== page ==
NSC's Anette Zimowski setting the record straight on salmon farming
Opposition to salmon-farming is nothing new, but today’s campaigners have become highly organized and vocal, and their efforts span both traditional mainstream media and social media, according to Norwegian Seafood Council Global Operations Public Relations and Communications Manager Anette Zimowski.
Much of the criticism may be based on incorrect facts and supposition, but it still has the power to dent consumer confidence and create damage in the marketplace, Zimowski told SeafoodSource.
In Norway, the world’s largest salmon-farming nation, the NSC puts considerable effort into countering negativity.
“The criticism can feel constant, but it hardens our resolve to put the facts out there and build creditability around the industry,” Zimowski said. “As the industry gets bigger, we should not expect our critics to go away, but aim for the messages to become more nuanced and balanced.”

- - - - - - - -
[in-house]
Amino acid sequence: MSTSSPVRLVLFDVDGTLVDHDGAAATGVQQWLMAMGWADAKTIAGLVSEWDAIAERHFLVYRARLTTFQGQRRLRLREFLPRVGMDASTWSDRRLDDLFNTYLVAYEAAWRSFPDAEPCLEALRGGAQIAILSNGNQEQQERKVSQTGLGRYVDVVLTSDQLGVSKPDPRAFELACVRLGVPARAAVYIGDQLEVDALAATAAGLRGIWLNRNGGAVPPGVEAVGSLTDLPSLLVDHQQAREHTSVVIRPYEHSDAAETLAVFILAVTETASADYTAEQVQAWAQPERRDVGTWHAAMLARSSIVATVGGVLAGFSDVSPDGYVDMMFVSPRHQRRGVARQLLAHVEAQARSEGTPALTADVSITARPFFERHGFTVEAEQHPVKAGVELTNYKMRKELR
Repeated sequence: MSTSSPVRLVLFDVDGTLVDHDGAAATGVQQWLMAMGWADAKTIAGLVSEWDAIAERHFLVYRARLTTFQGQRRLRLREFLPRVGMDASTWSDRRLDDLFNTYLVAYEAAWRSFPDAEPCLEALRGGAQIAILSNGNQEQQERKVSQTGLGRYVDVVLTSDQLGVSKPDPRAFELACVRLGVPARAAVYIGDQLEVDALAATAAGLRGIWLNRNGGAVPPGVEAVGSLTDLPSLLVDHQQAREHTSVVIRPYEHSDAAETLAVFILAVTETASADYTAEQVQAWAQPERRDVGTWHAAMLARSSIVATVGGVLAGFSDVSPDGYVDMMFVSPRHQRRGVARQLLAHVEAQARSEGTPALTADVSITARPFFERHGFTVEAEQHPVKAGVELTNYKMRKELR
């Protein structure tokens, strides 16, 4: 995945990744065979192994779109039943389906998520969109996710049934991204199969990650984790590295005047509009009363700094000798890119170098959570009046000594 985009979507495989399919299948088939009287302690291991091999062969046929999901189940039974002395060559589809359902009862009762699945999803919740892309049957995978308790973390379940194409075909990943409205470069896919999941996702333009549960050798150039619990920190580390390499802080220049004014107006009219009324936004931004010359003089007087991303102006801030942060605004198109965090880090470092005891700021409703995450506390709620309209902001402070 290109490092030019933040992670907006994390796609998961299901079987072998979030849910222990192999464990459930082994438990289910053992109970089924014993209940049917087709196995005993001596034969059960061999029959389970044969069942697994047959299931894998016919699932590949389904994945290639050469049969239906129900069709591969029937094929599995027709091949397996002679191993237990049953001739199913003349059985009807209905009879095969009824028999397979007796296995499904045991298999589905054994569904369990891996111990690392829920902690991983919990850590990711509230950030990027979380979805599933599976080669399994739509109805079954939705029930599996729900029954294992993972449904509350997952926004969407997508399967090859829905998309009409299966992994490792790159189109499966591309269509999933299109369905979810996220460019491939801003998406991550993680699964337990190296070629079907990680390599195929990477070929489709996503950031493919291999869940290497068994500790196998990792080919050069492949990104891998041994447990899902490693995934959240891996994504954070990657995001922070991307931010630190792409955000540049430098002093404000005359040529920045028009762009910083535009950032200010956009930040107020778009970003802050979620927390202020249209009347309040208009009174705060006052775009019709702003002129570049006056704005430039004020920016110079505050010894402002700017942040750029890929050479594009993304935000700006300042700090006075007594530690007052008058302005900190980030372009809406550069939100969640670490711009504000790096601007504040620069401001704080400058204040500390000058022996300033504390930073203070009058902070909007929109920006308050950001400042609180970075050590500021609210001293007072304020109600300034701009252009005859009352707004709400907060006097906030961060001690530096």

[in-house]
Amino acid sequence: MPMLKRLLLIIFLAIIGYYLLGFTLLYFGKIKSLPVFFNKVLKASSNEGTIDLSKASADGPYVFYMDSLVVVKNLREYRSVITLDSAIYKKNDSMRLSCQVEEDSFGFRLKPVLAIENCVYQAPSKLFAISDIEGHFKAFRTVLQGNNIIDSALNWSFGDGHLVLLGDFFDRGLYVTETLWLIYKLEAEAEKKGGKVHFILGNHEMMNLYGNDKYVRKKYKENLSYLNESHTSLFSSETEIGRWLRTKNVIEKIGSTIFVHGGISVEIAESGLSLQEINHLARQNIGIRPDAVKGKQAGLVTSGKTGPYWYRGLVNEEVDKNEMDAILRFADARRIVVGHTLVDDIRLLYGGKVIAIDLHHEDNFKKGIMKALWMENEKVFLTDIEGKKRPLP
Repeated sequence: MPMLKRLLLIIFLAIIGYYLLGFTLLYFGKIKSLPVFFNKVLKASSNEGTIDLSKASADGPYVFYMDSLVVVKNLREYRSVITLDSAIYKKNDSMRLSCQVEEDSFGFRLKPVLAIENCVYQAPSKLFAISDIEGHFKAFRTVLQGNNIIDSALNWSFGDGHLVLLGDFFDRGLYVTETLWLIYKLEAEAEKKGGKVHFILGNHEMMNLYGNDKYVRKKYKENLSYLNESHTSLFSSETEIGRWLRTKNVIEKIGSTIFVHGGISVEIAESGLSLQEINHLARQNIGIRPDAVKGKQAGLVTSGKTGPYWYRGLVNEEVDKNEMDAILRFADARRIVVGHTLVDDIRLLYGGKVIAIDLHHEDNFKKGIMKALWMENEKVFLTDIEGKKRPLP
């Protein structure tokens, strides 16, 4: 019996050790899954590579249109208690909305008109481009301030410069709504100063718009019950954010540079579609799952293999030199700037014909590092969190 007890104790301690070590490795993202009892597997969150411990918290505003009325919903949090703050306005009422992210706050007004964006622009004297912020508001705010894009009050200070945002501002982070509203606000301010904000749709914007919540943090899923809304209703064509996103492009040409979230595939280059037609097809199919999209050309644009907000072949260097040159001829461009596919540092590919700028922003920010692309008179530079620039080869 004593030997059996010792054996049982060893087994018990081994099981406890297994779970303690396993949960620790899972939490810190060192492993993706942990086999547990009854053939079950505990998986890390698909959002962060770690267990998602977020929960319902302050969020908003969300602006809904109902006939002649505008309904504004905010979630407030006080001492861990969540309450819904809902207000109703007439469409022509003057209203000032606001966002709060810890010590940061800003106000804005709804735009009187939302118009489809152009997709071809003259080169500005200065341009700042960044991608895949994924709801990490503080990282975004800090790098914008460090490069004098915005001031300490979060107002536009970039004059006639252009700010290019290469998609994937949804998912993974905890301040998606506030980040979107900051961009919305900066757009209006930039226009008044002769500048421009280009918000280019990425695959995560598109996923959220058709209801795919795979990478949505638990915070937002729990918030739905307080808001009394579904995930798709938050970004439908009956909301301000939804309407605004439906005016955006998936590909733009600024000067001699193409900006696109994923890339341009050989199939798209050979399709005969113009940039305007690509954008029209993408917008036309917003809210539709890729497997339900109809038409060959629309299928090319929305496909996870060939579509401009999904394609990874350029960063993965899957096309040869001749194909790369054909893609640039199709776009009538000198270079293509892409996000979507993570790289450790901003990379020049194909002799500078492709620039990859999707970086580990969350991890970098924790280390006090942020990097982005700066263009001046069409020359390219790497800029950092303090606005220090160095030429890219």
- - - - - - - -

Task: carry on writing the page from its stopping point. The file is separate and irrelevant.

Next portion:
Norway’s salmon-farming industry has grown considerably in the past 30 years, with production increasing from a harvest of 5,000 metric tons (MT) in 1991 to 1.2 million MT in 2019. Salmon farming’s relative newness as an industry mean its communications and PR infrastructure and strategy is still being developed, Zimowski said.
“The dialogue was initially one-sided, because not many salmon farmers were comfortable talking to the media, nor were they aware of how to present stories in a good way, so negative coverage was allowed to settle,” she said. “We are now seeing a change, where the industry is dominated by companies who take [communications] seriously. There is a new era of openness about the challenges facing them and the efforts being made to get things right. As a result, we are seeing more journalists willing to take a balanced point of view on salmon farming, rather than going for a more sensational, one-sided opinion.”
Zimowski acknowledged the industry will always have challenges, but much can be done to counter outdated or misinterpreted data.